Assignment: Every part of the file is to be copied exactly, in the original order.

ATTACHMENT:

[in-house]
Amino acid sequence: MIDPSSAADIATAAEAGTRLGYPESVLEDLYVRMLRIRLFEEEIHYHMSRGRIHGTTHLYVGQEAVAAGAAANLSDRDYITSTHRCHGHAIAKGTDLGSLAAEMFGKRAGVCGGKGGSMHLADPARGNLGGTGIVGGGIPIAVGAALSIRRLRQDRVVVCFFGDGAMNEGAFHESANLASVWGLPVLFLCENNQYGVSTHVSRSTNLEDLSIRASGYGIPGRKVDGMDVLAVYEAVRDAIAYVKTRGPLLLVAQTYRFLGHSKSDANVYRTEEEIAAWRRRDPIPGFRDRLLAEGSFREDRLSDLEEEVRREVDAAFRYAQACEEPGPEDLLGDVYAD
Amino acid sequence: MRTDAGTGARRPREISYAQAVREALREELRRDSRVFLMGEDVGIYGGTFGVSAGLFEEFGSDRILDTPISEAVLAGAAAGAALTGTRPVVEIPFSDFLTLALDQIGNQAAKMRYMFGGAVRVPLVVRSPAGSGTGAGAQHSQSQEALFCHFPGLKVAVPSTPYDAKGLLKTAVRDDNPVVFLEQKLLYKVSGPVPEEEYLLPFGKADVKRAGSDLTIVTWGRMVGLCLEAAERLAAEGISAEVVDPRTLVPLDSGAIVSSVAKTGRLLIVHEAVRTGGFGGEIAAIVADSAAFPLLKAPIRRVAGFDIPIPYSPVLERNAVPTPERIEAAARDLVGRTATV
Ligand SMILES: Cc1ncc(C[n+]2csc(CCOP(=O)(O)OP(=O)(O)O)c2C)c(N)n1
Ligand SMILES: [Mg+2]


[in-house]
Amino acid sequence: MIDPSSAADIATAAEAGTRLGYPESVLEDLYVRMLRIRLFEEEIHYHMSRGRIHGTTHLYVGQEAVAAGAAANLSDRDYITSTHRCHGHAIAKGTDLGSLAAEMFGKRAGVCGGKGGSMHLADPARGNLGGTGIVGGGIPIAVGAALSIRRLRQDRVVVCFFGDGAMNEGAFHESANLASVWGLPVLFLCENNQYGVSTHVSRSTNLEDLSIRASGYGIPGRKVDGMDVLAVYEAVRDAIAYVKTRGPLLLVAQTYRFLGHSKSDANVYRTEEEIAAWRRRDPIPGFRDRLLAEGSFREDRLSDLEEEVRREVDAAFRYAQACEEPGPEDLLGDVYAD
Amino acid sequence: MRTDAGTGARRPREISYAQAVREALREELRRDSRVFLMGEDVGIYGGTFGVSAGLFEEFGSDRILDTPISEAVLAGAAAGAALTGTRPVVEIPFSDFLTLALDQIGNQAAKMRYMFGGAVRVPLVVRSPAGSGTGAGAQHSQSQEALFCHFPGLKVAVPSTPYDAKGLLKTAVRDDNPVVFLEQKLLYKVSGPVPEEEYLLPFGKADVKRAGSDLTIVTWGRMVGLCLEAAERLAAEGISAEVVDPRTLVPLDSGAIVSSVAKTGRLLIVHEAVRTGGFGGEIAAIVADSAAFPLLKAPIRRVAGFDIPIPYSPVLERNAVPTPERIEAAARDLVGRTATV
Ligand SMILES: Cc1ncc(C[n+]2csc(CCOP(=O)(O)OP(=O)(O)O)c2C)c(N)n1
Ligand SMILES: [Mg+2]